Wednesday, October 19, 2016

Tax Policy Center Releases New Analysis: Trump’s Tax Plan Will Shrink GDP by 4% Over the Next Two Decades

Donald Trump, 2016 presidential candidate, created a tax plan (titled The Trump Plan), boasting it will create 25 million jobs, boost growth up 4 percent, that it is revenue neutral and that it might even pay for itself.
As according to Trump’s campaign website, The Trump Plan will (1) Reduce taxes across-the-board, especially for working and middle-income Americans who will receive a massive tax reduction, (2) Ensure the rich will pay their fair share, but no one will pay so much that it destroys jobs or undermines our ability to compete, (3) Eliminate special interest loopholes, make our business tax rate more competitive to keep jobs in America, create new opportunities and revitalize our economy and (4) Reduce the cost of childcare by allowing families to fully deduct the average cost of childcare from their taxes, including stay-at-home parents. 
The Trump Plan will collapse the current seven tax brackets to three: (for joint-filers) 12% for income less than $75,000, 25% for income between $75,000 and $225,000 and 33% for income above $225,000 (*brackets for single-filers are ½ the above amounts)
The nonpartisan Tax Policy Center (TPC) organized a new analysis, de-bunking Trump’s vision-statements from the true effects of his proposed policy. Rather than increasing growth, The Trump Plan would substantially reduce economic growth due precisely to the fact that it is not revenue neutral; not even in the slightest! It turns out that his tax plan would be a massive giveaway to the wealthy class, costing over $6 billion to taxpayers, before interest payments, over its first decade in progress. Half the profits would then be directed to the top one percent.
The Wharton Budget Model (PWBM) from the University of Pennsylvania was used to determine TPC’s results. They project larger amounts of spending money being directed into the pockets of average people in the shorter time-span, however by 2025, the plan would make the national debt inflate exponentially causing interest rates to skyrocket for both businesses and consumers.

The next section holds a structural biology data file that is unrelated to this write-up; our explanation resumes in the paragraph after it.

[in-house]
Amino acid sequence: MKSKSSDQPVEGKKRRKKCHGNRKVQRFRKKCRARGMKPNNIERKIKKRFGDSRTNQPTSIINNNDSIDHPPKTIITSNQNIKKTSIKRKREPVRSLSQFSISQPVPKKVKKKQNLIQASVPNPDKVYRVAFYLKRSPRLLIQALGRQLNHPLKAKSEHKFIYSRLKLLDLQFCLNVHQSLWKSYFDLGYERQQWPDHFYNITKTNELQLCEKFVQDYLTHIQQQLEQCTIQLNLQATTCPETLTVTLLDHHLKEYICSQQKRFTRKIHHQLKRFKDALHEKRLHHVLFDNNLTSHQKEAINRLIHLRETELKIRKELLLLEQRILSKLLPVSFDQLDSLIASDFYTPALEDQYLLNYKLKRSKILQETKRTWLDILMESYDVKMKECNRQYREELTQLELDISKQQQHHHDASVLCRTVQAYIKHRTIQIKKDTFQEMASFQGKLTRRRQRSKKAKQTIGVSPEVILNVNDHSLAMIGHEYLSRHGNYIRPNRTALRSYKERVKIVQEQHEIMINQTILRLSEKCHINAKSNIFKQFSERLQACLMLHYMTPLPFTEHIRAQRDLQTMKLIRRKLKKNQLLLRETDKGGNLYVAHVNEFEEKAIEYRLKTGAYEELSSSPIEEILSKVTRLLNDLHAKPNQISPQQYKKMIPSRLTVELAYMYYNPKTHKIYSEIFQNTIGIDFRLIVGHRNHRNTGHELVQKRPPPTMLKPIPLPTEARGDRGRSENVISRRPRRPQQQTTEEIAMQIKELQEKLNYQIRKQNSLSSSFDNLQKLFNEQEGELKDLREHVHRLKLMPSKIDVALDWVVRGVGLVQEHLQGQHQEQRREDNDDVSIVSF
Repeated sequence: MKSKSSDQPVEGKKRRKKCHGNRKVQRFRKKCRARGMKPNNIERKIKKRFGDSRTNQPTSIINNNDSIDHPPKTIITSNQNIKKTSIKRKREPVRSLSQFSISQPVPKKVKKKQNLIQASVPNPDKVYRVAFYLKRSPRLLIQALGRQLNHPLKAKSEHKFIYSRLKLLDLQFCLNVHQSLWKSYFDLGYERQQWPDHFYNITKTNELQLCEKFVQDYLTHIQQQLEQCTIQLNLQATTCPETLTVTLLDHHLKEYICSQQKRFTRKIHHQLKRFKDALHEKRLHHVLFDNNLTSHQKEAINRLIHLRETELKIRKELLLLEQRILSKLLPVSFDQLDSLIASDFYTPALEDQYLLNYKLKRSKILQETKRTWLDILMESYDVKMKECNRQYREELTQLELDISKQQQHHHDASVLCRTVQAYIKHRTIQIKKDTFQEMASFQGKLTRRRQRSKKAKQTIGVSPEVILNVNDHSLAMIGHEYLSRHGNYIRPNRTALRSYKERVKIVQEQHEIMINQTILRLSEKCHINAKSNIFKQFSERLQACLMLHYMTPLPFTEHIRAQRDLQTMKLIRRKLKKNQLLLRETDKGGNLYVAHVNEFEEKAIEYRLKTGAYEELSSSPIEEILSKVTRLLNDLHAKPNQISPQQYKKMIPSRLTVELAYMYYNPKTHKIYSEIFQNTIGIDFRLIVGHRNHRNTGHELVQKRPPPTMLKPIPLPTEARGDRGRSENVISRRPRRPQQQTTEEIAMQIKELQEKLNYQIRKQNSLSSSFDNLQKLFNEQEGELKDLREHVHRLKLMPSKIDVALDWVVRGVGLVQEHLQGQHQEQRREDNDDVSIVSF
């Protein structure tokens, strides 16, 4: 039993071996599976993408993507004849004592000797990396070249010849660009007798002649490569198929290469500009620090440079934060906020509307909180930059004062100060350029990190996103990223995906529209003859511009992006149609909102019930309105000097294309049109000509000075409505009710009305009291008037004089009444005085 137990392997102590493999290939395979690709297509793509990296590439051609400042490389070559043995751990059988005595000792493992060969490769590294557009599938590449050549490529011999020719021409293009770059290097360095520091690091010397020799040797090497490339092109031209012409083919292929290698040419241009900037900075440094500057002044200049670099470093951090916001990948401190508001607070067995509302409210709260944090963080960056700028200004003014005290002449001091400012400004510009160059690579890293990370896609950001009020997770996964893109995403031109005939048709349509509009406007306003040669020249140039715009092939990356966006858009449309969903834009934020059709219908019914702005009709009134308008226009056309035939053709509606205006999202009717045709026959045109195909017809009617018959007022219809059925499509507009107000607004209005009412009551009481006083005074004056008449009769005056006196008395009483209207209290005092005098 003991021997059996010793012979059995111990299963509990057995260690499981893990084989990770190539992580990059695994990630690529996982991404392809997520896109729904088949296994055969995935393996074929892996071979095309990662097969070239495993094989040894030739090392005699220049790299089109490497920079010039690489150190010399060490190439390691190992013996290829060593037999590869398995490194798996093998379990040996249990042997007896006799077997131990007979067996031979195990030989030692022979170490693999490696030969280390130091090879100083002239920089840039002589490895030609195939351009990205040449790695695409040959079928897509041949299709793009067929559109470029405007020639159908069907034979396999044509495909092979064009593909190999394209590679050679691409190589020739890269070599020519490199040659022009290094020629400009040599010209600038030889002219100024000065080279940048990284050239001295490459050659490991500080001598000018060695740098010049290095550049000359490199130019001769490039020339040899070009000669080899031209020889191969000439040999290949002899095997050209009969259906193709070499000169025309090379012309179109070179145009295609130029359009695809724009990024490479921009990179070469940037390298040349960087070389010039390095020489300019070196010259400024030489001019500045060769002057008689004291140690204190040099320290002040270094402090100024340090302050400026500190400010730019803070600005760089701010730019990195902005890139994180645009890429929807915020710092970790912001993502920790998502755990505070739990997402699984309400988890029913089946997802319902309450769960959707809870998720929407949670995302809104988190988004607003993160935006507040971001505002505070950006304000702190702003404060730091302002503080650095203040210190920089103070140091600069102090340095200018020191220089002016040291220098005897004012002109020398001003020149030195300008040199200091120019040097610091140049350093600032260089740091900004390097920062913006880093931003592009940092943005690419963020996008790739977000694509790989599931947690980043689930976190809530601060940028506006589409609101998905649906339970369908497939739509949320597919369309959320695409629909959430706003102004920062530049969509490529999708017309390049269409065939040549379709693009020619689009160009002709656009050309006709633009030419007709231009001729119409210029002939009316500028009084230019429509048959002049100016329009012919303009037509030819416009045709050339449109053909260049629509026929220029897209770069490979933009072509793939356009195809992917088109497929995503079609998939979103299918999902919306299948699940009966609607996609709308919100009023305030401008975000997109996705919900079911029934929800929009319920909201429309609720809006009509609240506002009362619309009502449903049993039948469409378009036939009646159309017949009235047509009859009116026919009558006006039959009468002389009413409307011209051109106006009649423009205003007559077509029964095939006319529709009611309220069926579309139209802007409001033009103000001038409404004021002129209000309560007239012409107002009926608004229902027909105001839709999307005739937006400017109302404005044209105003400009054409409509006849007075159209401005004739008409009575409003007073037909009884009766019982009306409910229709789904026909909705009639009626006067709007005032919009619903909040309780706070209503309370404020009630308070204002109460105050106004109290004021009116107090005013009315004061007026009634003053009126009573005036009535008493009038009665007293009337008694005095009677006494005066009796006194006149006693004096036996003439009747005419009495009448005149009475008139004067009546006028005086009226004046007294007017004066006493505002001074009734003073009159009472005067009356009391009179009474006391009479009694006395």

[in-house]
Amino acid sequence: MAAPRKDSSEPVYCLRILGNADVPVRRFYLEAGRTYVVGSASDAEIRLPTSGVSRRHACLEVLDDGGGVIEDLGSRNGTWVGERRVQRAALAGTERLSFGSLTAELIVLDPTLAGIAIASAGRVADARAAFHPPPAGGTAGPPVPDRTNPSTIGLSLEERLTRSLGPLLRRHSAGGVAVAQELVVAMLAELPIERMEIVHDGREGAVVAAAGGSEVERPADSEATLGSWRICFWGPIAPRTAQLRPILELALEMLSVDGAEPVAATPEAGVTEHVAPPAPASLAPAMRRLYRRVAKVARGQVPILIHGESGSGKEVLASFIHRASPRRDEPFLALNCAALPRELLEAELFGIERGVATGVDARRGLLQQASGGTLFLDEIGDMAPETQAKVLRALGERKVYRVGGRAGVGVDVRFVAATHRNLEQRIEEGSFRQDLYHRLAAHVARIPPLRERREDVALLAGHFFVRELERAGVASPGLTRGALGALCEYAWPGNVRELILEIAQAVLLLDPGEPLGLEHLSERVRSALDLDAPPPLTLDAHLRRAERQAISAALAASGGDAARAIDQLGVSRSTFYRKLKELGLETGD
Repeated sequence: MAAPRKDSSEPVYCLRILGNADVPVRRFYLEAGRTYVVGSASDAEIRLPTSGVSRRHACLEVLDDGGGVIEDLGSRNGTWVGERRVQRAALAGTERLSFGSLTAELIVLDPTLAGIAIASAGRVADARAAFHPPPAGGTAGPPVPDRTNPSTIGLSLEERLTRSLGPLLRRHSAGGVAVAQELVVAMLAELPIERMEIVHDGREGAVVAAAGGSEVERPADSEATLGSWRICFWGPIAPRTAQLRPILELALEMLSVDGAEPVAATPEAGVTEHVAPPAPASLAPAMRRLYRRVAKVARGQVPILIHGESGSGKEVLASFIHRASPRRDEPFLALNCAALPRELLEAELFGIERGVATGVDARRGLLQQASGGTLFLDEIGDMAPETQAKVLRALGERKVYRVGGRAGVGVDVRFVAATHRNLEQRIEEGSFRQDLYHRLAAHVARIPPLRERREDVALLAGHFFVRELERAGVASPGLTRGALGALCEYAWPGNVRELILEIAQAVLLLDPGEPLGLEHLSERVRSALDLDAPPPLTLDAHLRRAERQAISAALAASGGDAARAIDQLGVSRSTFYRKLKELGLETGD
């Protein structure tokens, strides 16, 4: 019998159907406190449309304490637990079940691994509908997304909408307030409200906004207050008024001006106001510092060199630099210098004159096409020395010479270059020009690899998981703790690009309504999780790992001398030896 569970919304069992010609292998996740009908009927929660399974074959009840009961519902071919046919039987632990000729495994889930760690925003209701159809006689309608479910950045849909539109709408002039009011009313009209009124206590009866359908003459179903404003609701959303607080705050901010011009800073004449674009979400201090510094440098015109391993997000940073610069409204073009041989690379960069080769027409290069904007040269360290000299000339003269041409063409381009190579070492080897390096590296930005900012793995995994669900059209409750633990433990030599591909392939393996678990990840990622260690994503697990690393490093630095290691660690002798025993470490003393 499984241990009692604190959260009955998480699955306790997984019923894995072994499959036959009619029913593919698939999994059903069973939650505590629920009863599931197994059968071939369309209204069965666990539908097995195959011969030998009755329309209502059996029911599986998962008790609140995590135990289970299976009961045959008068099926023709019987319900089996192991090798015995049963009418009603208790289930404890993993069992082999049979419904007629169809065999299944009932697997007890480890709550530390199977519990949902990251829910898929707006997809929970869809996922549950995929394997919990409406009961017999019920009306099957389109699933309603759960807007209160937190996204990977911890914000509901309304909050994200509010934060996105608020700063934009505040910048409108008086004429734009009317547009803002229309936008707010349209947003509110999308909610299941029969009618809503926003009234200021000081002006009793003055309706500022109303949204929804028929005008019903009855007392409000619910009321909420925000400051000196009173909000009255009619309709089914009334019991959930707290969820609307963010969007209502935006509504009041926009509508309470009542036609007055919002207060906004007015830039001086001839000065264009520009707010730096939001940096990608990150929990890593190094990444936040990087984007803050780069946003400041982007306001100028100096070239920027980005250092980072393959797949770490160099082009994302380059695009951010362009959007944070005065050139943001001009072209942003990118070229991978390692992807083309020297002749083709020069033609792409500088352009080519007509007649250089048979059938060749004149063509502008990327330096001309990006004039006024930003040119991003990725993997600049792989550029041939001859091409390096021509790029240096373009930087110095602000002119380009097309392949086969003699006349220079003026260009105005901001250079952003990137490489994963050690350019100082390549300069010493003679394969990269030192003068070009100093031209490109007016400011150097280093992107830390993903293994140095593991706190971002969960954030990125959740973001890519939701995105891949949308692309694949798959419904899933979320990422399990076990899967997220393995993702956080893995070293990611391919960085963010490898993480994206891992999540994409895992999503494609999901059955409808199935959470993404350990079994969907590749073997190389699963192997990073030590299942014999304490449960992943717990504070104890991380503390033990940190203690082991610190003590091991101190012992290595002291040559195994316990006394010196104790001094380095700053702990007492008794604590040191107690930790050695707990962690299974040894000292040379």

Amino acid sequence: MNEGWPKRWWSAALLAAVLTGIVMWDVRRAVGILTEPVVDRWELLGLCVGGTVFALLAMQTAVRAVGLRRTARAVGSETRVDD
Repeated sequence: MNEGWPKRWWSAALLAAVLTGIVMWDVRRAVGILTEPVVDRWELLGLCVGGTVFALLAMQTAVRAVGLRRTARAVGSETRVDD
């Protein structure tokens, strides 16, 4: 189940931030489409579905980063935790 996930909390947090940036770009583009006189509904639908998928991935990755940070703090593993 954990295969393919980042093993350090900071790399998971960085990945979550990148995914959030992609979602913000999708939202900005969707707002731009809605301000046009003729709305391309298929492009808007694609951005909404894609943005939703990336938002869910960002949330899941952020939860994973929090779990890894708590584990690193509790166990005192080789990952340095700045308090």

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Wednesday, October 12, 2016

MGI Conducts New Study: ¼ Workers Included in “Gig” Workforce

Recently, the McKinsey Global Institute (MGI) conducted a study on the “gig” economy and found several comparisons to both lower-income countries and pre-Industrial Revolution United States and Europe.

A “gig” economy refers to a market in which temporary positions and short-term engagements are common, whether the workers be independent contractors, temporary workers, self-employed, part-timers, freelancers and free agents.

Probably the most well-known “gig” company today is Uber, alongside Lyft and TaskRabbit, who all refrain from hiring full-time employees, but rather only hire independent contractors as workers. Jobs such as these may be flexible at times, allowing employees the freedom to set their own schedules and such; however, there are downsides, all of which drip down to the primary concern of every “gig” worker: no predictable earnings or hours.

McKinsey found at the end of their study that approximately one-quarter of the working-age population (U.S. & EU-15) is consolidated in the “gig” workforce with Uber and its digital peers. The actual numbers were between 20% and 30% or 160 million people or so.